I’ve been working in the child trauma field all my career as a Clinical Psychologist and while my university training provided me a good foundation for assessing and understanding children it’s only in the last 5 – 7 years that I really feel like it’s all coming together and I have a much better understanding of how to more effectively treat children who have experienced trauma.
Developments in neuroscience have shed so much light on how our brains really work and more importantly for child trauma how they organise and develop. As a result of these discoveries we can now better plan treatment for infants, children and adolescents that is more respectful of neural development and in turn be much more efficient and effective in change.
What do I mean by all of this? Well to really help you understand this lets take a quick and VERY simplified science lesson in relation to brain organisation according to Dr Perry of the ChildTrauma Academy.
- To simplify things, lets think of the brain as having four main parts: the brainstem, the diencephalon, the limbic and cortex. Each part of the brain is responsible for different functions. The brainstem at the bottom of our brain takes care of things like heart rate, temperature regulation and blood pressure. Neuroscientists often refer to this as the survival part of our brain – its the bit that really concentrates on keeping us alive. The diencephalon manages things like our sleep/wake cycles, appetite/hunger, motor skills. Our limbic system can be thought of as the emotional and relational centre of the brain. Uniquely human and at the top of our brain is our cortex – the home of our things like abstract thinking, problem solving and language skills. While each part of the brain is responsible for its own set of functions – they all work together and can influence each other.
- The brain organises from the bottom up (brainstem to the cortex) and healthy organisation of one part is largely dependent on the lower part being organised well. Like making a wedding cake – you need a good foundation layer on which to place the upper layers, otherwise there will be an unhappy bride!
- Our brain develops as a function of our experience, or organises in a use dependent way. The more we experience particular events, the stronger the neural connection made will be as a result. So if you grow up experiencing lots of stress and fear, you will grow up more wired for stress and fear.
- A large component of the neural organisation happens in the first 4-6 years of life. This doesn’t mean that your brain is developed by 6 – not at all, our brains continue to develop throughout our lifespan it just means that the experiences we have in those first 4 – 6 years are much more powerful in organising the way our neural connections are formed.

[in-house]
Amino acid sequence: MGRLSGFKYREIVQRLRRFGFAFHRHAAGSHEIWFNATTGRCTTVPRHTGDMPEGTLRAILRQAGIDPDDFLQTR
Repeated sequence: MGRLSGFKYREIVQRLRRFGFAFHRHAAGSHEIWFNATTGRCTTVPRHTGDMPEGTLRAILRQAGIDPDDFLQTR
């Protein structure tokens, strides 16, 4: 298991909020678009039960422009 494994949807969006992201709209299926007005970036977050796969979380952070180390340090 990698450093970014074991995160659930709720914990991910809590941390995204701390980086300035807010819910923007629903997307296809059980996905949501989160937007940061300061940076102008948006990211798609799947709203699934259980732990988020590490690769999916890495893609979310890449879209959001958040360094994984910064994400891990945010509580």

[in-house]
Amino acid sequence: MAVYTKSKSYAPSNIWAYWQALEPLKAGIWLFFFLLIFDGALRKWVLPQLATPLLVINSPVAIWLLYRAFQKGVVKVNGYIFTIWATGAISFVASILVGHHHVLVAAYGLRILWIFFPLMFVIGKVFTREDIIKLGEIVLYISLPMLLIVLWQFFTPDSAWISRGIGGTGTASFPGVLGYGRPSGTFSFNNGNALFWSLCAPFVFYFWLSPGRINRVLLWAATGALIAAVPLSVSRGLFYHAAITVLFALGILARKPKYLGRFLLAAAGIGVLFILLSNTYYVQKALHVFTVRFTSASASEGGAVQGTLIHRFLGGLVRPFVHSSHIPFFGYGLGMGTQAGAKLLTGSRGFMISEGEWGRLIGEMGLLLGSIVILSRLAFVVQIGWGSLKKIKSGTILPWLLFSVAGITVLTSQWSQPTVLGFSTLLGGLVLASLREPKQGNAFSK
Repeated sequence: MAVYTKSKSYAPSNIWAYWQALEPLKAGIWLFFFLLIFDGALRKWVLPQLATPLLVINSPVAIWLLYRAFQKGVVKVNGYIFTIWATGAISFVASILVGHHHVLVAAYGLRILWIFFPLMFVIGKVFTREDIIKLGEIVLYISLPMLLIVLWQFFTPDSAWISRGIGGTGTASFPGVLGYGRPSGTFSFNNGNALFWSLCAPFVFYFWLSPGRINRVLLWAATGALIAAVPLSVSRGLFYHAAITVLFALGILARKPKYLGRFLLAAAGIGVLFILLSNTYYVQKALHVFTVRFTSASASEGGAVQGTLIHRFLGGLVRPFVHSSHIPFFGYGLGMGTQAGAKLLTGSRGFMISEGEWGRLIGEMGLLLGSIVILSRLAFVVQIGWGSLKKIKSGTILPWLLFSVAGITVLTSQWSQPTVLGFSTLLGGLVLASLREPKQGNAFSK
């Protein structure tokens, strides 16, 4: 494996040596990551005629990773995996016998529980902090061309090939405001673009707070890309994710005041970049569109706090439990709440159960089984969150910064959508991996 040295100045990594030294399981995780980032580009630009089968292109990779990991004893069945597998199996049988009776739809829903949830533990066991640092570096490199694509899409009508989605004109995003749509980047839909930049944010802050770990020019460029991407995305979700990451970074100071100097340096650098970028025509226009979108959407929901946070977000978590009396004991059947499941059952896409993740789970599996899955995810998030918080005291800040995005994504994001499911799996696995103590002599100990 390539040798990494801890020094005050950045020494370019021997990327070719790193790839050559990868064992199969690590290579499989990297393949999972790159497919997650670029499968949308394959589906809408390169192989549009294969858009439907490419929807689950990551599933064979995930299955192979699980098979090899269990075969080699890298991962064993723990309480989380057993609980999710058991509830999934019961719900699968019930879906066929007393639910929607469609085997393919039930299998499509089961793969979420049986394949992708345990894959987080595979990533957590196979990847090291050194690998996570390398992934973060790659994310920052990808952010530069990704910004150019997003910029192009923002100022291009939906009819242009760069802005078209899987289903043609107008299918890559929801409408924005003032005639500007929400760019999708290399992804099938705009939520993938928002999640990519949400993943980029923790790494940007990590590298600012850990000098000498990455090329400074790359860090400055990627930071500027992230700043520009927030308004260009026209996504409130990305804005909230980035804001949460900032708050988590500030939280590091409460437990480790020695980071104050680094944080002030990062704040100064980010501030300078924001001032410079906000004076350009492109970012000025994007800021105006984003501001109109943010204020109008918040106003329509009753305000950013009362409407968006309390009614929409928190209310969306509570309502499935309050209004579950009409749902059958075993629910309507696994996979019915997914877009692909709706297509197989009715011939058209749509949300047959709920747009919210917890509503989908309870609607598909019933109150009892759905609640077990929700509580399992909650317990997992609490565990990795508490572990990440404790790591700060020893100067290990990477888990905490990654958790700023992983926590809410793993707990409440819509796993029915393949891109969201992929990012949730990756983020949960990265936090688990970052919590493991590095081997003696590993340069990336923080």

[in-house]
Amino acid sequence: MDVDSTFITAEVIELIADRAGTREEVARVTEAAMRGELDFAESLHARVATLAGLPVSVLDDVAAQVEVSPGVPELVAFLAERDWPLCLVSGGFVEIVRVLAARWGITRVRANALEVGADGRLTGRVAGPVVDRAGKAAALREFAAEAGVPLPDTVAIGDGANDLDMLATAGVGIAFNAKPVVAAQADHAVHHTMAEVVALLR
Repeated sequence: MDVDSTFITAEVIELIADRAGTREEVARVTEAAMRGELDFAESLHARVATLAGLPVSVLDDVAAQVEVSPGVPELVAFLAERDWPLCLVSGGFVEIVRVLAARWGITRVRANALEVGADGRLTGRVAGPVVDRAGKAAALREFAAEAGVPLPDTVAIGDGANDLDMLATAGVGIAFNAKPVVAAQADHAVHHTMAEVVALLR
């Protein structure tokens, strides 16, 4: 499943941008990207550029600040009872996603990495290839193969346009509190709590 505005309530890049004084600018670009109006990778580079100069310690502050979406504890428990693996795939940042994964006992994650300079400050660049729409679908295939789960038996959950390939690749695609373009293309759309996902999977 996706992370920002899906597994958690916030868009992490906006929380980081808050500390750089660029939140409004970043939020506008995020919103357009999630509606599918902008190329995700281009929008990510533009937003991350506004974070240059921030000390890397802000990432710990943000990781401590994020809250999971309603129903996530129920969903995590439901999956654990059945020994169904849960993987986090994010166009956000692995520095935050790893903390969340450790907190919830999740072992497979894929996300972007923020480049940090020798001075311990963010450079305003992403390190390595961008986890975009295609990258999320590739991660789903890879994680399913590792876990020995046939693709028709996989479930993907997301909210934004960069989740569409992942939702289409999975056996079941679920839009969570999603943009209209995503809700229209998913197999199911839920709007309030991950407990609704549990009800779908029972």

- And while we now know that our brains are ‘plastic’ and changeable, we also know that the different parts of the brain aren’t equally changeable. For very good reasons the bottom more simple parts of our brain are harder to change than our cortex which is much more plastic.
So what does all this mean for child trauma?
Infants and children who experience trauma and/or neglect in consistent or chaotic ways while their brains are organising during those first 4-6 years, will have lasting neurodevelopmental insults as a result. While they will display the behavioural challenges that we so readily see, many of these children will also have difficulties in functions mediated by lower parts of the brain, things like faster resting heart rates, motor and/or sensory difficulties, attention problems, and sleep difficulties. So back to the wedding cake – if the bottom parts of the brain are disorganised and dysregulated as a result, then the foundation for the upper parts of the brain is compromised and there will be associated difficulties throughout the brain. Other elements complicate and further contribute to disruption in brain organisation as a result of trauma – but they are another blog!
So to be more neurodevelopmentally informed in trauma treatment and effective in healing, it makes sense that we need to reorganise and regulate the lower parts of the brain before we tackle the higher and more cognitive parts of the brain. We need to sequentially reorganise and regulate the brains of these children so to assist them to be ready to benefit from traditional cognitive and insight oriented treatments.
Perry, B.D. The Neurosequential Model of Therapeutics: Applying principles of neuroscience to clinical work with traumatized and maltreated children In: Working with Traumatized Youth in Child Welfare (Ed. Nancy Boyd Webb), The Guilford Press, New York, NY, pp. 27-52, 2006